Feminism. This word carries so many opinions. Its definition seems to range depending on the person speaking about it. But at its simplest form, I see it as equality of all sexes. No matter your gender, sexuality, race or ethnicity, all humans should have the same opportunities.
In middle school, I discovered the definition of feminism. I randomly picked up Gail Collins’s When Everything Changed: The Amazing Journey of American Women from 1960 to Present. Her ideas included concepts I had yet to completely understand, like the importance of equal pay and having the rights to one’s body.
As a woman, when I finally start my career I want to receive equal compensation. And I don’t want my body to fall into the government’s hands. Intrigued with the history and realities women face, I knew this would stick with me.
I spent my free time researching feminist icons, watching documentaries on women’s issues and explaining to my friends what this new-to-me idea meant for the female population. I firmly believed these new ideas I learned from Collins should come up in the classroom. But at 13, the topic didn’t seem as appealing to some as I’d hoped. I knew I didn’t have all the answers on fighting the patriarchy, but I attempted to bestow what I did know.
Exploring feminism alone at that age created an absence of intersectional concepts that I could create with other women on the same path of learning. I knew from Collins’s book the issues white women faced in America. But I didn’t know about what black, native, Muslim and Asian women deal with in their daily lives. I desired to extend my knowledge in that aspect of feminism. It’s impossible to go through life and not notice differences. But I had to understand the way in which they impact how women experience oppression and discrimination.
Continuing my education at the University of Florida, I knew I would pursue women’s studies. I felt confident the minor would better immerse me into the realities of diverse women around the world. I wanted to study something I felt passionate about—isn’t that what college is for?
And I got what I asked for. My women’s studies courses were truly diverse. A simple hello led to meeting multiracial, Muslim, Asian and transgender women. From these friendships, I learned the struggles of a language barrier after moving to America, the stereotypes women receive for wearing a hijab and the reality of transitioning sexes.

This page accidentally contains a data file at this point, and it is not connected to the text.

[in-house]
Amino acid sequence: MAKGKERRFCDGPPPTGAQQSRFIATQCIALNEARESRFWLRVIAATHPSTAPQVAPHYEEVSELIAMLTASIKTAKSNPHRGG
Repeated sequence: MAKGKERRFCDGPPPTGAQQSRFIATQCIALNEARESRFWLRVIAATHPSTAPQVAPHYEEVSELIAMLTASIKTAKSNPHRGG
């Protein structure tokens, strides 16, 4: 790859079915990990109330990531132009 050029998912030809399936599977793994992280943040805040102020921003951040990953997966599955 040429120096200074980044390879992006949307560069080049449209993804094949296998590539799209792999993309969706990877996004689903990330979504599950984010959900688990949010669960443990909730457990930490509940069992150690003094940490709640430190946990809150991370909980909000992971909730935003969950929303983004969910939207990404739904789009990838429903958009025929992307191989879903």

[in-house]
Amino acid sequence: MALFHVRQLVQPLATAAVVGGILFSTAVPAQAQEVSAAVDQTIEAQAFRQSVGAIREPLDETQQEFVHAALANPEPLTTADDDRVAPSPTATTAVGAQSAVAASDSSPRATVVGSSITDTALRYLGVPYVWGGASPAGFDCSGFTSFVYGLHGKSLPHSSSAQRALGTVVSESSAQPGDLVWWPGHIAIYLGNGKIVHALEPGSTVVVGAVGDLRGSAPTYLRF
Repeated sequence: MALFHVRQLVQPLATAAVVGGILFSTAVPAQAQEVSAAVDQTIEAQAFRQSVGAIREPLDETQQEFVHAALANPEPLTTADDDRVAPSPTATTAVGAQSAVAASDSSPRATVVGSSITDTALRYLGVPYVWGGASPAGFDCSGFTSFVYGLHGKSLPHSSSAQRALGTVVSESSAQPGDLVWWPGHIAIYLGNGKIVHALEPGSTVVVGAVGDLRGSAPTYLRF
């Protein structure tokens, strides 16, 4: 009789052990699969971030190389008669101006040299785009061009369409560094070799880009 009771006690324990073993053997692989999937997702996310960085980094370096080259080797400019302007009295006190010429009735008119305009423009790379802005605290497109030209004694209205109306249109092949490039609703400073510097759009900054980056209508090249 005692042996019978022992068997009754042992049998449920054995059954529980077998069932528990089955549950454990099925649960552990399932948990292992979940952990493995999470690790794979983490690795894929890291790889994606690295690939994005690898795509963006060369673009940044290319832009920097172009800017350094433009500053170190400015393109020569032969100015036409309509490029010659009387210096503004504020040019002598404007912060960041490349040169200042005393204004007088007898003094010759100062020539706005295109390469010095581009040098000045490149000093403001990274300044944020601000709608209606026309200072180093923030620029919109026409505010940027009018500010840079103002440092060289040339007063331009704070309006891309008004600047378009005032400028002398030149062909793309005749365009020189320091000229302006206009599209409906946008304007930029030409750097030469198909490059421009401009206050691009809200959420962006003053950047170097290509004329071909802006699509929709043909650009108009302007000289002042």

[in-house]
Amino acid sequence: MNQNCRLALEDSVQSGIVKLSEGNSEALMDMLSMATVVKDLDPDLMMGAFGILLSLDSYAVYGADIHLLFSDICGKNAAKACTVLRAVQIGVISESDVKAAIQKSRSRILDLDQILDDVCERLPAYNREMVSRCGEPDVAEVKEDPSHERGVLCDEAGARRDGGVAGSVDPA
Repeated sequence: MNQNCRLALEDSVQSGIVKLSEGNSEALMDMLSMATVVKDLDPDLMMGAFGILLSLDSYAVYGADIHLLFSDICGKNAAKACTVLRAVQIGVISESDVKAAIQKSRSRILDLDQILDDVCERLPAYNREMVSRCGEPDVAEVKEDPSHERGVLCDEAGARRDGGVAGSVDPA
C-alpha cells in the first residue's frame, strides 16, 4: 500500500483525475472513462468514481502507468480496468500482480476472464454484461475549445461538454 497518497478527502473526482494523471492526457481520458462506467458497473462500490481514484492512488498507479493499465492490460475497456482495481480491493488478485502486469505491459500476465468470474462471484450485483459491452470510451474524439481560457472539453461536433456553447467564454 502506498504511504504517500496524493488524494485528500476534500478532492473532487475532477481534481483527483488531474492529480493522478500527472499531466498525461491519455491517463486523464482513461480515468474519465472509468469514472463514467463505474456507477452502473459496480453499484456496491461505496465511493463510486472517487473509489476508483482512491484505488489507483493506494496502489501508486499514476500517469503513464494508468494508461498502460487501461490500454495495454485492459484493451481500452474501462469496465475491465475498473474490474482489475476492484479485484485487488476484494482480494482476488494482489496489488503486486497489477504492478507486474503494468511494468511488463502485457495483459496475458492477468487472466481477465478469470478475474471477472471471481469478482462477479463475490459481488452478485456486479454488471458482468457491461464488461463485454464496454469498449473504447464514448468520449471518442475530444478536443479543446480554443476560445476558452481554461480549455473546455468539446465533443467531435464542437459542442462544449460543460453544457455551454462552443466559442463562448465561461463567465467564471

I saw the journey of women taking place right in front of me, similar to the one Collins outlined in her book. But this time, it included all women. Our experiences in life may seem different, but that doesn’t mean we can’t connect.
My newfound education on diverse backgrounds allowed me to see what feminism truly stands for in regards to all women. It’s easy to see on the news how women around America fight for their rights and advocate for others. Witnessing it in action revealed its differences on a personal level. Feminism isn’t a straight path for a single group of people to follow, but many individual paths that deserve our attention.
The first thing my women’s studies courses taught me were to always respect other people’s opinions and stories. These difference gave me a better understanding of the world, my new community. I’m able to grow personally, not only through classes, but also through connections with other women.
Sitting in the grass at Plaza of the Americas with a group of women could feels like cracking open a textbook for the first time. Through pure listening, I found common ground with so many women that I now call friends. We talk about anything from surface level topics, like the latest trends in Hollywood, to more serious issues, like the events taking place in our nation’s capital and the lingering negative labels that exist in our country.
I will never know the reality of people telling me they cannot understand my English or told to use the bathroom assigned with my birth sex. But I want to know these stories so I can inform others that these persisting stereotypes latch onto actual human beings.
I can’t walk in these women’s shoes, but storytelling reveals so much. These diverse millennial women that I meet every day can all teach me something new. Listening to their stories helps me understand their struggles.
This has only made me more vocal in my beliefs and active in my community. I want to fight and stand by all women—not just the ones with a privileged platform in society.
Not everyone will take a women’s studies course or have the audacity to speak with someone they don’t know. At the very least, listen to others because you never know who you’ll meet and what you’ll learn. The journey of all women continually evolves, just like my understanding of it since stumbling across the definition years ago.